A doctor measures his patient's blood pressure, as part of a company's biometric screening initiative.
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What is a biometric screening (and why should I care)?

When it comes to playing the numbers, the lottery is one thing — but your health is another. And it’s not something you want to leave to chance.

That’s where biometric screenings — which get you up close and personal with the numbers that count — come in.

Biometric screenings explained

Despite its fancy-sounding name, it’s really just a mini-physical, often done where you work, by a nurse or other healthcare technician. A biometric screening measures some basic physical characteristics like your height and weight, blood sugar and cholesterol levels, as well as several other health indicators.

These numbers provide a snapshot of your overall wellbeing. They can shed light on health conditions you may not even be aware of, or indicate your risk for serious illnesses such as diabetes or cardiovascular disease down the road.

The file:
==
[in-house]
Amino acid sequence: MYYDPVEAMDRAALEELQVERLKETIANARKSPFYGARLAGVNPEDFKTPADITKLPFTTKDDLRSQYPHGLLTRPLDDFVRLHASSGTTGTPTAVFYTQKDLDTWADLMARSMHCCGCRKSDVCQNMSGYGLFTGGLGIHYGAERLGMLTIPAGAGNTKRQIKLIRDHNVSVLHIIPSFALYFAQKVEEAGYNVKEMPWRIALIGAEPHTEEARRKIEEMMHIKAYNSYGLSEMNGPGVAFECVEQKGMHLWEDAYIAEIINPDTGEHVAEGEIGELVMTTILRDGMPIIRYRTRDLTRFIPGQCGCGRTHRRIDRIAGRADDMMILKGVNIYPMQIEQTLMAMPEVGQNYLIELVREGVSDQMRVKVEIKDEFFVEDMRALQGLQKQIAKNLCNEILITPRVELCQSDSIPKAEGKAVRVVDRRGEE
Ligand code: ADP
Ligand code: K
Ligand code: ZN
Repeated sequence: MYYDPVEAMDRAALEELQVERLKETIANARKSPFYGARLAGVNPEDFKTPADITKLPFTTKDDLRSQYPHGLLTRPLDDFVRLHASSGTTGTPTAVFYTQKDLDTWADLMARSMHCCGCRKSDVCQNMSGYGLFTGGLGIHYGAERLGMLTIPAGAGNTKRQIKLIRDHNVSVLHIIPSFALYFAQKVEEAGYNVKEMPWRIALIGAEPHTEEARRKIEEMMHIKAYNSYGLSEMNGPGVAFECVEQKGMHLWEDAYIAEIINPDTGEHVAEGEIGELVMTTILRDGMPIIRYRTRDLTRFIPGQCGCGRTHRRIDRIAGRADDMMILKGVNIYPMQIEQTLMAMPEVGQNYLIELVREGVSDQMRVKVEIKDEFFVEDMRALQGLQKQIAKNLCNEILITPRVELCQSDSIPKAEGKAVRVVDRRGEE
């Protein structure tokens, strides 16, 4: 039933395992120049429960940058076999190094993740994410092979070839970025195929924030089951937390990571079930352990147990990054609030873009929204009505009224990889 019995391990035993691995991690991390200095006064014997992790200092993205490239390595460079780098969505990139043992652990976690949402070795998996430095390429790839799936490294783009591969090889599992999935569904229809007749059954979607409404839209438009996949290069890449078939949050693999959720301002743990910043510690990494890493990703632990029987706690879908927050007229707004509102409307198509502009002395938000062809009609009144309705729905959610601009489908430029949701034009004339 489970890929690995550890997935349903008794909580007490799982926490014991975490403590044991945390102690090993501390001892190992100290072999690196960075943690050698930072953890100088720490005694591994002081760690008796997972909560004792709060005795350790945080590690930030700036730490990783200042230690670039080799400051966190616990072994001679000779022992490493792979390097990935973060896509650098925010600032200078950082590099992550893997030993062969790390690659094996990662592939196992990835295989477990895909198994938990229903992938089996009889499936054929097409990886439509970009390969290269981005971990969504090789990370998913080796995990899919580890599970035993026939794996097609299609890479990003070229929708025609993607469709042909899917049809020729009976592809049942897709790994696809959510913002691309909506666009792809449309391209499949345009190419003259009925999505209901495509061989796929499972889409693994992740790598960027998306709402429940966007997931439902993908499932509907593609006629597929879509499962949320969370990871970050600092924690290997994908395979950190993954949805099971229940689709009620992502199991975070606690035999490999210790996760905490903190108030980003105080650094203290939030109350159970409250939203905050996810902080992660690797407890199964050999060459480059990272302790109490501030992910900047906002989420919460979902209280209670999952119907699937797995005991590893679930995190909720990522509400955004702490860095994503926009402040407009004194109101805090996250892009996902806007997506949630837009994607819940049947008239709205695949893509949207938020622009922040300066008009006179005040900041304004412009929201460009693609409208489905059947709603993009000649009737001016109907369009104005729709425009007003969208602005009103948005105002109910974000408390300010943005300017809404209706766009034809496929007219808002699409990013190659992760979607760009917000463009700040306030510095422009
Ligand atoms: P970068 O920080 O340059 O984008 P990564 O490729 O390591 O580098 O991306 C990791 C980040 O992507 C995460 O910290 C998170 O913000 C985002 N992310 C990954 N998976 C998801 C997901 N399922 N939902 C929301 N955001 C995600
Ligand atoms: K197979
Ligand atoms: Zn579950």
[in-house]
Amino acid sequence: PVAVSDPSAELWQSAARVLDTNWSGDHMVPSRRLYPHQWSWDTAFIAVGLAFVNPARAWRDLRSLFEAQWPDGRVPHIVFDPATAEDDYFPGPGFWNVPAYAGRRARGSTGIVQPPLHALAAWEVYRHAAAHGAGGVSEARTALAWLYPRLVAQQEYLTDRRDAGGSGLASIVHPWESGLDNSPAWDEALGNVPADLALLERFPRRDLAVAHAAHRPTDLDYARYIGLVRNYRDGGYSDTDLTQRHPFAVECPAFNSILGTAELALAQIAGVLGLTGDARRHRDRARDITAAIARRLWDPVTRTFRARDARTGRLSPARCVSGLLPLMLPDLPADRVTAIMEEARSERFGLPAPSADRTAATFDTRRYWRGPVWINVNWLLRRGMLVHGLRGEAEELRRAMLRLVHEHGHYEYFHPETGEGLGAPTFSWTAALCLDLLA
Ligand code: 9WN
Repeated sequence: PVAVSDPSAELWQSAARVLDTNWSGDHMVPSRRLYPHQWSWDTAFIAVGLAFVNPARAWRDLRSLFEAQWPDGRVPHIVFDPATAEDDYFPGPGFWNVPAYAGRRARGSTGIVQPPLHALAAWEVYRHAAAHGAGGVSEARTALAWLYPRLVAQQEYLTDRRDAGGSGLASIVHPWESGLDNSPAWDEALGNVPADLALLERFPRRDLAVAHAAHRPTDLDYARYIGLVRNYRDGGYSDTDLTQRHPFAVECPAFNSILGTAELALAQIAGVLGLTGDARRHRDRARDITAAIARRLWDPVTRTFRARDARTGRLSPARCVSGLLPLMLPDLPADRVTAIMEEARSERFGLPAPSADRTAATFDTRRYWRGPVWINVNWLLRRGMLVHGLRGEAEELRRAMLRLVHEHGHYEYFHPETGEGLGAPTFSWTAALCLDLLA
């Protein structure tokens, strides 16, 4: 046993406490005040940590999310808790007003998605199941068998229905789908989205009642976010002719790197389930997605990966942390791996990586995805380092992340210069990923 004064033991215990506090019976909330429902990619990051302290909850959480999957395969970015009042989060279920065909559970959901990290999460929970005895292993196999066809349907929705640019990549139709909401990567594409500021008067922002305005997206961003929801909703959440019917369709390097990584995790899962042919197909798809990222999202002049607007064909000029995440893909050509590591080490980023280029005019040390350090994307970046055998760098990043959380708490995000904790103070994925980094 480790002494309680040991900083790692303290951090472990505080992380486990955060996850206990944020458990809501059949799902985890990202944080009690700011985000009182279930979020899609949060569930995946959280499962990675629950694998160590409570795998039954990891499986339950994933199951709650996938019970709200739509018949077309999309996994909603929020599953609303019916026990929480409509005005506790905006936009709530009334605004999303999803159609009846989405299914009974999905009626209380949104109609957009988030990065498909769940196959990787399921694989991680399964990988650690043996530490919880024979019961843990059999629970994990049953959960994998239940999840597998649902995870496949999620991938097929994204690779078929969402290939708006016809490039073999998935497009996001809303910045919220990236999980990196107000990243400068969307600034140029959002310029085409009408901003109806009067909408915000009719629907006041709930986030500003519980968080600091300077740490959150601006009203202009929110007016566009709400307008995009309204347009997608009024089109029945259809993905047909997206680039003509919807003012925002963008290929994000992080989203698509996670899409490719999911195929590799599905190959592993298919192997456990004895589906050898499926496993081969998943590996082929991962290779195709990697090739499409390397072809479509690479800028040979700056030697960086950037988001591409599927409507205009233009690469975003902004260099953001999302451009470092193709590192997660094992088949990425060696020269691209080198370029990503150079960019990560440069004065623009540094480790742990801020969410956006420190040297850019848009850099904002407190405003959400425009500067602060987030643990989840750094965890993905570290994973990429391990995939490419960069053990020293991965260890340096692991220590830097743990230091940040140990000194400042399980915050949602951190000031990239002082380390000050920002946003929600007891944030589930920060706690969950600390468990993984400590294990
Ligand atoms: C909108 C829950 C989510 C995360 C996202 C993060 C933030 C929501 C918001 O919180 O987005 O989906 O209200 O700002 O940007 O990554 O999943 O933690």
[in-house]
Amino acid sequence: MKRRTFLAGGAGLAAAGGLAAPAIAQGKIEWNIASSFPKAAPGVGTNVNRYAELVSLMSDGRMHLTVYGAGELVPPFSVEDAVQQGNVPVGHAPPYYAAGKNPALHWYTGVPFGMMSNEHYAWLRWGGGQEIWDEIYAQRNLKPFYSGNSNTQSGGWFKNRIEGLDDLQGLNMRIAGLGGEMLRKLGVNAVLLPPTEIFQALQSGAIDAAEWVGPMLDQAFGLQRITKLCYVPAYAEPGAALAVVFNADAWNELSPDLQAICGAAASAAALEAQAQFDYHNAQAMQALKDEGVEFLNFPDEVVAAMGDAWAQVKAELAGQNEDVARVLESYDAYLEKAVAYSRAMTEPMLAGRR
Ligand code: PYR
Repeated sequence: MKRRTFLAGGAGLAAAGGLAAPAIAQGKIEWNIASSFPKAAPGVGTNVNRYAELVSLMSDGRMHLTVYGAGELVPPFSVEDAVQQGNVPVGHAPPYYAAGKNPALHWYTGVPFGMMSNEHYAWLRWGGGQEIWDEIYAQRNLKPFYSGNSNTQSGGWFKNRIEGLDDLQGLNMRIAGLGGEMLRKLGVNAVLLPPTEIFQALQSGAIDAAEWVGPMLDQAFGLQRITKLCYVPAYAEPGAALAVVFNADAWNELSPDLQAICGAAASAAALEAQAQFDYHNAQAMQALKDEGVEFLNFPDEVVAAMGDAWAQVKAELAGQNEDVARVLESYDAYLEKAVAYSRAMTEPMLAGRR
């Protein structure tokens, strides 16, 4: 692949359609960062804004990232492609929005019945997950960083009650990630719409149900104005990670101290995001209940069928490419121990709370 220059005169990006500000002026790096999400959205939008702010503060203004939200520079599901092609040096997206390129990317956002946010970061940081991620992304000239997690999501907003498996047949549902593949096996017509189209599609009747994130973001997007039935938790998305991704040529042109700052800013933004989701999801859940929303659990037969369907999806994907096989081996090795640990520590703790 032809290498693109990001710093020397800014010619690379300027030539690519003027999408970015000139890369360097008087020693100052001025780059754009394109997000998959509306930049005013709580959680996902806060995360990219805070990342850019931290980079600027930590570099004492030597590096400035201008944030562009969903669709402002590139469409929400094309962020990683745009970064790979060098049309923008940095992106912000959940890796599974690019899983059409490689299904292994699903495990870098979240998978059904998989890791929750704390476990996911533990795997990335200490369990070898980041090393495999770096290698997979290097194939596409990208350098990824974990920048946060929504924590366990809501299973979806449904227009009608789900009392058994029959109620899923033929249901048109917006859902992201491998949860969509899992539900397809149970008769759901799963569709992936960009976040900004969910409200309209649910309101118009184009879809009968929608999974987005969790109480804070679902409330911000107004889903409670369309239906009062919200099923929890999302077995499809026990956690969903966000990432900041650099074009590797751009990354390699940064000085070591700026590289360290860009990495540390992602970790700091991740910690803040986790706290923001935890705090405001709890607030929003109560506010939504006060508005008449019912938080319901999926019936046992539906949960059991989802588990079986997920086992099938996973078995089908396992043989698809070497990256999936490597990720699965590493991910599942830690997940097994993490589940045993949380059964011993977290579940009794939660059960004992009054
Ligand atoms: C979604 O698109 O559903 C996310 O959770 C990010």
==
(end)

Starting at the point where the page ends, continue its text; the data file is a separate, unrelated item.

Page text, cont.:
Knowing your key numbers (and whether they could use some improvement) will give you the motivation you need to develop healthier habits — so you can live your best life.

The screening takes only a few minutes to complete. It’s offered as part of your health plan, and you may even get some rewards for completing it!

Just so you know, a biometric screening shouldn’t replace your annual checkup with your primary care doctor. Think of it as a convenient (and free) way to keep your health goals on the right track.

What does a biometric screening test for?

Here’s a quick list of some of the tests you might receive. These may differ depending on your employer and the company running the screenings, but it’s a pretty good summary of what to expect.

  • Body mass index (BMI)
  • Blood pressure
  • Cholesterol/lipid panels
  • Glucose
  • Complete blood count (CBC)

Where do I get screened?

Often, a mobile lab will come to your workplace. In other cases, you may have to visit an outside lab.

Will I take a blood test?

Yes, biometric screenings usually include taking a blood sample to test cholesterol, blood sugar levels, and other metrics.

What happens next?

Biometric screenings can help you figure out how best to take advantage of your company’s wellness programs. For instance, if losing weight will improve your health, and your company offers gym membership discounts, go for it!

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